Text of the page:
Bryophytes & me...
My study of bryophytes (mosses, liverworts, and hornworts) began and continues with a study of species and how to identify them. I have been fortunate enough to conduct this study in Sequoia National Park, which is an excellent example of California's floristic diversity. The park includes elevations from 1360 to 14494 feet, meaning it is possible to travel from foothill chaparral to conifer zone to subalpine/alpine regions all within a day.
Species identification of bryophytes can be a tricky process. Knowing the habitat from which a species was taken can be as important as any morphological character in its identification. Many times distinguishing features are cellular characters, only seen with the compound scope. In short, identification requires putting together details from all angles, a process that can be surprisingly rewarding.
Why go through all the work of learning species? Species identification is the foundation of floristic and comparative studies. The work I do now willl be a foundation for my future study of bryophyte ecology and evolution.
My thesis project...
My thesis shall be to inventory bryophyte species and their niche characteristics within Sequoia National Park along a grand transect from the foothills with their mediterranean climate to the alpine crest where bryophytes are frozen under snow during the winter. As I inventory species I will also describe their ecology. I began by determining a plot, then identification of any and all bryophytes I find. I record general conditions of their niche, speciffically certain fundamental physical characteristics of the mircrosite. These include the substrate on which they grow, their wetness, and the amount of light they recieve. I also record larger scale conditions such as elevation and overall vascular vegetation, for example, Jeffery Pine/Manzanita woodland. With this information I can determine how species are distingiushed within the community, not only within a plot, but also among vegetation regions. By making comparisons among regions, I can determine how niche occupancy changes in these different regions. Are different habitats available in the different regions? Does this effect the diversity of species within habitats, and within regions? The answers to these questions not only shed light on the ecological processes which govern their occurrence, but something of their evolution as well.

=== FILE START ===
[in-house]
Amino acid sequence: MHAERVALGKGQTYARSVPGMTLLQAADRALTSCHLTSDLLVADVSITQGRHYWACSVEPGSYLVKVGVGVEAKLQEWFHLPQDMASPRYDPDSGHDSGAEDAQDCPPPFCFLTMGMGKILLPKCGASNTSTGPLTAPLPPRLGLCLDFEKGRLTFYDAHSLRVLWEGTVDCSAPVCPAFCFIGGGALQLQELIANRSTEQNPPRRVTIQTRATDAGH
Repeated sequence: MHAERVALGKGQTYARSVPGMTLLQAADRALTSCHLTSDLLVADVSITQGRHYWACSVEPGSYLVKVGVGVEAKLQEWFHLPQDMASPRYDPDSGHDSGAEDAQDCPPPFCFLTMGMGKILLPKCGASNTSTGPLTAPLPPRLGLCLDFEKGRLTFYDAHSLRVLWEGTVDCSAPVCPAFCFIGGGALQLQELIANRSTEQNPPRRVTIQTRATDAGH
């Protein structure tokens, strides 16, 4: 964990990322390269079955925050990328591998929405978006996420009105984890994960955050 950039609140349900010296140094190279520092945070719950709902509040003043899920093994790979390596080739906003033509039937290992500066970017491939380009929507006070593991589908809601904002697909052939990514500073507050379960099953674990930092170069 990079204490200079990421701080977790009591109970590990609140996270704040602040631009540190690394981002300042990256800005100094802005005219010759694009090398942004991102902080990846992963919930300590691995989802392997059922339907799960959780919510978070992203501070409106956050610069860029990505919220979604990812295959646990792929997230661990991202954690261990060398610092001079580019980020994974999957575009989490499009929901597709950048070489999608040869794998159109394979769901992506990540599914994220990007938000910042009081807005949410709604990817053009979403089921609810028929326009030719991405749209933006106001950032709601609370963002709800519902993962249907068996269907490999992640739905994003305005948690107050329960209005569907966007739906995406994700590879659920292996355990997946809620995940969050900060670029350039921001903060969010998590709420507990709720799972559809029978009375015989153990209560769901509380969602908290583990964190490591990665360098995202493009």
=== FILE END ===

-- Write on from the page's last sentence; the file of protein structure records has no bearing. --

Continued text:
The ecology of a species...the niche of a species, is only put into perspective by the evolutionary history of that species. To understand occurrence, or to answer the deceptively simple question, "Why is an individual...here?", we must first come to understand and describe the current situations it is experiencing, the entire package of these situations is a species' niche. Parameters of a species niche may set the the ground rules for its occurrence, but how did these parameters come to be in the first place? Descriptions of a species' niche, how many species' niches differentiate, and finally how they change, give clues to how they evolved. Given these clues, I would like to paint a general picture of bryophyte evolution within California vegetation zones.
Finally, I would like to produce several products including a slideshow and field guide. As new plots are completed species are photographed and identified. The photographs will then be cataloged to create the photo field guide "Bryophytes of Sequoia National Park." Photographs will also be added, along with photographs taken using a compound scope, to Dr. Wilson's Bryophytes of California web site. The web site will use the new photos in conjunction with an updated key, which inturn will provide a more manageable, more accessible system used when confronting the task of species identification.
California State University, Fullerton, B.S. Biology
Dean's Honor List, California State University, Fullerton 1996-1999
Adjunct Faculty, Antelope Valley College 2002-present, course: General Biology Lab
CSUN Graduate Assistant, Design and Analysis of Experiments, Plants and Animalsof Southern California Fall 2009
Member Biology, Ecology, and Evolution Reading group
Group instructor for CSUN K-12 outreach program on natural selection during Darwin week